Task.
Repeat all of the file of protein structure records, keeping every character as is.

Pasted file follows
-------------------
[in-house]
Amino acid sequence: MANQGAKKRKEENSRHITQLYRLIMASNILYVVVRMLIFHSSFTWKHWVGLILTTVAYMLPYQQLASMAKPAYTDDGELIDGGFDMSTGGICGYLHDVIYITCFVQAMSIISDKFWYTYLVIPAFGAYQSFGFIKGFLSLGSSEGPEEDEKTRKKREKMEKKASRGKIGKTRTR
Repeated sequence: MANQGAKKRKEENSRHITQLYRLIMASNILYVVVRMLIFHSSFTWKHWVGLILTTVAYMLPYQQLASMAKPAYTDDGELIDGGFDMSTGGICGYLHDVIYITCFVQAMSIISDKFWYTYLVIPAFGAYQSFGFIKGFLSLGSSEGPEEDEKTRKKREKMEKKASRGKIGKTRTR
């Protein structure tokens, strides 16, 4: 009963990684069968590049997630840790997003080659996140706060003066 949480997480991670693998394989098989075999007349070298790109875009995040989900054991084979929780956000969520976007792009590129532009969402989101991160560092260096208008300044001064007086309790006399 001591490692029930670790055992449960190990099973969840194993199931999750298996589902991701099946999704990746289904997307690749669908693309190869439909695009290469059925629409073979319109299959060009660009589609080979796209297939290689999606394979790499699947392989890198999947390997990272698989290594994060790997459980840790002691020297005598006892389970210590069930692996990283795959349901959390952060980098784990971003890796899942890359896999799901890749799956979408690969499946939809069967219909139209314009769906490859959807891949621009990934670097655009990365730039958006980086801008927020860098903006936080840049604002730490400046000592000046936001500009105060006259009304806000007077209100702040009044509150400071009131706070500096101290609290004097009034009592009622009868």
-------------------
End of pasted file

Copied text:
[in-house]
Amino acid sequence: MANQGAKKRKEENSRHITQLYRLIMASNILYVVVRMLIFHSSFTWKHWVGLILTTVAYMLPYQQLASMAKPAYTDDGELIDGGFDMSTGGICGYLHDVIYITCFVQAMSIISDKFWYTYLVIPAFGAYQSFGFIKGFLSLGSSEGPEEDEKTRKKREKMEKKASRGKIGKTRTR
Repeated sequence: MANQGAKKRKEENSRHITQLYRLIMASNILYVVVRMLIFHSSFTWKHWVGLILTTVAYMLPYQQLASMAKPAYTDDGELIDGGFDMSTGGICGYLHDVIYITCFVQAMSIISDKFWYTYLVIPAFGAYQSFGFIKGFLSLGSSEGPEEDEKTRKKREKMEKKASRGKIGKTRTR
């Protein structure tokens, strides 16, 4: 009963990684069968590049997630840790997003080659996140706060003066 949480997480991670693998394989098989075999007349070298790109875009995040989900054991084979929780956000969520976007792009590129532009969402989101991160560092260096208008300044001064007086309790006399 001591490692029930670790055992449960190990099973969840194993199931999750298996589902991701099946999704990746289904997307690749669908693309190869439909695009290469059925629409073979319109299959060009660009589609080979796209297939290689999606394979790499699947392989890198999947390997990272698989290594994060790997459980840790002691020297005598006892389970210590069930692996990283795959349901959390952060980098784990971003890796899942890359896999799901890749799956979408690969499946939809069967219909139209314009769906490859959807891949621009990934670097655009990365730039958006980086801008927020860098903006936080840049604002730490400046000592000046936001500009105060006259009304806000007077209100702040009044509150400071009131706070500096101290609290004097009034009592009622009868």